One third of the international companies surveyed in Belgium are of the opinion that the business climate has improved over the past three years. There are still areas for improvement, starting with labor costs, red tape and mobility.
Among the international (and especially American) companies present in Belgium, 6 out of 10 plan to expand their activities in the next three years. And 8 out of 10 are planning to hire extra staff. This means that the business climate has improved considerably under the current legislature.
"We should not stop there, we strive for a moving goal."
This is the conclusion of the American Chamber of Commerce (AmCham Belgium) from a biennial survey at the consultancy firm AT Kearney. "The message is absolutely very positive"says Marcel Claes, CEO of AmCham Belgium.
One third of the companies surveyed (33%) are of the opinion that, compared to neighboring countries, the investment climate in Belgium has improved over the past three years, almost twice as much as in 2014. Thanks to the corporate tax reform, which will gradually reduce the tax rate from 33 to 25% (by 2020), as well as the tax shift, which has reduced the tax burden and parafiscal pressure on labor.
These boosts from Michel's government are in addition to the historical strengths of Belgium: the quality of the workforce, the central geographical position in Europe and the presence of the European institutions.
Investment decisions are now also motivated by growth prospects: after a period of cost reduction, companies now focus more on consumer demand and innovation.
But we should not stop in this right way, warns Marcel Claes. "We focus on a moving target, the competition also improves and the challenge of Belgium is to keep up with neighboring countries and even surpass them."
Our country is still struggling to attract new investments ("greenfield") and many companies surveyed believe that our neighbors in the Netherlands (45%) and Germany (29%) are more successful with this exercise.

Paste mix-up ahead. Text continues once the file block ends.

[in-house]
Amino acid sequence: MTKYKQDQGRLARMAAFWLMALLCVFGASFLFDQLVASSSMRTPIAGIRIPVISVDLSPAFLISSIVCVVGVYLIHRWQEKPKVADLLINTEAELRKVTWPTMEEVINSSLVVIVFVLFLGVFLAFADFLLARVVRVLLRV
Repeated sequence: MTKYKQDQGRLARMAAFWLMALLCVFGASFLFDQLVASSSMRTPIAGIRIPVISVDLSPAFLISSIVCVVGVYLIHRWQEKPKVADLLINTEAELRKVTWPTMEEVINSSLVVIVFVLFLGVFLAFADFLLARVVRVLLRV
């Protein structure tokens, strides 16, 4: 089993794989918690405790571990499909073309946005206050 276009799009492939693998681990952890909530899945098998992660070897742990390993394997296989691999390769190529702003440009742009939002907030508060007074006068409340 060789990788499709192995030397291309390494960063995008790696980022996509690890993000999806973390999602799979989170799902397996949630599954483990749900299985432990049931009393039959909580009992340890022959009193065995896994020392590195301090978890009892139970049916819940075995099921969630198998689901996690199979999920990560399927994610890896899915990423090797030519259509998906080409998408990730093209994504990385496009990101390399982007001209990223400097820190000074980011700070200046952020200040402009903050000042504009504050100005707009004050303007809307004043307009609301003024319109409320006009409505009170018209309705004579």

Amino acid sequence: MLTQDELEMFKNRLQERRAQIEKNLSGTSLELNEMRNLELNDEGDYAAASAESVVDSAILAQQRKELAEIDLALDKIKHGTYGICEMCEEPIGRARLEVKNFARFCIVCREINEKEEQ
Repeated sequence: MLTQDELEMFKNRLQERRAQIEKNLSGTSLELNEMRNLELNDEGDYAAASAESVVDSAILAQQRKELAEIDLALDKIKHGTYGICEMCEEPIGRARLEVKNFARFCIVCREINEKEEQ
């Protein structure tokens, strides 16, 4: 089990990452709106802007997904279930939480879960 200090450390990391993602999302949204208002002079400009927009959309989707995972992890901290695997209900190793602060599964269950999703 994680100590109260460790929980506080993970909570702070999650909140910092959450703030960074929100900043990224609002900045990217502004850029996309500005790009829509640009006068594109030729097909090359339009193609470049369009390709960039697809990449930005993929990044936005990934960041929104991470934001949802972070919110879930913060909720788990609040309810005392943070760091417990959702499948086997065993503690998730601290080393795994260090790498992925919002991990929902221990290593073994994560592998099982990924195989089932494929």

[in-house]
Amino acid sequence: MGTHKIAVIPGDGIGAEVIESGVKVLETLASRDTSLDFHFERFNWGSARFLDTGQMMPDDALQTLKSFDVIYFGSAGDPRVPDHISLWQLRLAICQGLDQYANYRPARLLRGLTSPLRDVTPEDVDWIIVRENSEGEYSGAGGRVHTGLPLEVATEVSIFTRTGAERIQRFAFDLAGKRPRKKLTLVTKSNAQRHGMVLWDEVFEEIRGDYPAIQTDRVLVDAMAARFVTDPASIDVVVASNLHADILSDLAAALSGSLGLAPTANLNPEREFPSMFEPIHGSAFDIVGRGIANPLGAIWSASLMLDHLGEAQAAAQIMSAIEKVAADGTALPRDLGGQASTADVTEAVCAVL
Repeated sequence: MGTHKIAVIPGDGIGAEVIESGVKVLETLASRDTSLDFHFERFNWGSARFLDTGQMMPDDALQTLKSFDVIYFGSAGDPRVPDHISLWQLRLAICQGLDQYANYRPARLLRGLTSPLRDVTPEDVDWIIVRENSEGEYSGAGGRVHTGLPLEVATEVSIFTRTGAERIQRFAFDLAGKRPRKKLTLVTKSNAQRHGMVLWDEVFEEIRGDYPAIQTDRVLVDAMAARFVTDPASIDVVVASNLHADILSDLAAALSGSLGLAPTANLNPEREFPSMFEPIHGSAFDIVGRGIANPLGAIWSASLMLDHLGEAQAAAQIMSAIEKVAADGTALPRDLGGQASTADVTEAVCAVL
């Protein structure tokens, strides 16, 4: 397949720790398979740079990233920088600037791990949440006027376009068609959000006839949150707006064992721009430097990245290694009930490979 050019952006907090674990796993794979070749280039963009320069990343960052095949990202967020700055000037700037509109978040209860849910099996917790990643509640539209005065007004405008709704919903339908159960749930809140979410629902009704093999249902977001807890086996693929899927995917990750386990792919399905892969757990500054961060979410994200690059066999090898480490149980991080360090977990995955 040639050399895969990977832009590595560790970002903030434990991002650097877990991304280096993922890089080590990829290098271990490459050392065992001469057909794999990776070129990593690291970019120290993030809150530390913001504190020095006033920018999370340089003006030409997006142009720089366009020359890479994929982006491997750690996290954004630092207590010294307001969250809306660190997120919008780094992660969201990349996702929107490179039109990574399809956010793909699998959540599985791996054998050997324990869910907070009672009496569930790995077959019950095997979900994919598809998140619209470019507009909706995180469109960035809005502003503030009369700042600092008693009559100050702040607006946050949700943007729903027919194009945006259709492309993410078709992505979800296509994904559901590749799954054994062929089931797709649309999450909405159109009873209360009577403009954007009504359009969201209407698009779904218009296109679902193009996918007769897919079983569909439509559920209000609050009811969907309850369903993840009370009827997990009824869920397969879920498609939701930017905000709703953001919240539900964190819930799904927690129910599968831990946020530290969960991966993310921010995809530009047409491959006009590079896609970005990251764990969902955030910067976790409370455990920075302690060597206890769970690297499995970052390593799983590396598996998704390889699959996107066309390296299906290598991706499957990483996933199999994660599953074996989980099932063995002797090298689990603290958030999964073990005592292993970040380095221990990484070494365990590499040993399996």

Stability and predictability
Among the points for improvement are labor costs (67%), administrative complexity (48%), congestion on roads (33%), fiscal and regulatory instability (27%) and finally the absence of a long-term political vision (23%) . These last two points are very important when we know that what investors value in the first place is stability and predictability.
Marcel Claes points out that hiring staff, despite the tax shift, remains more expensive than elsewhere. We must also aim for the target of 20% for the taxation of corporate profits. "The Americans have reduced their tax rate from 35 to 21%, the Netherlands is 21% and the UK plans to increase to 17%."
Finally, the prospect of a Brexit and the risk of a trade war with the United States is unlikely to cause panic among foreign companies present here. Nonetheless, half of them expect to be influenced, moderate or even strong. "Compared with the risk of a commercial war, companies are pretty sure that the situation will not degenerate, even if there may be significant differences in perception from sector to sector"commented Denis Van de Voorde, director of AT Kearney Belgium.
Belgium would even be right for Marcel Claes "a playing card" compared with Brexit. The head office leaves London and wants to move to the European continent.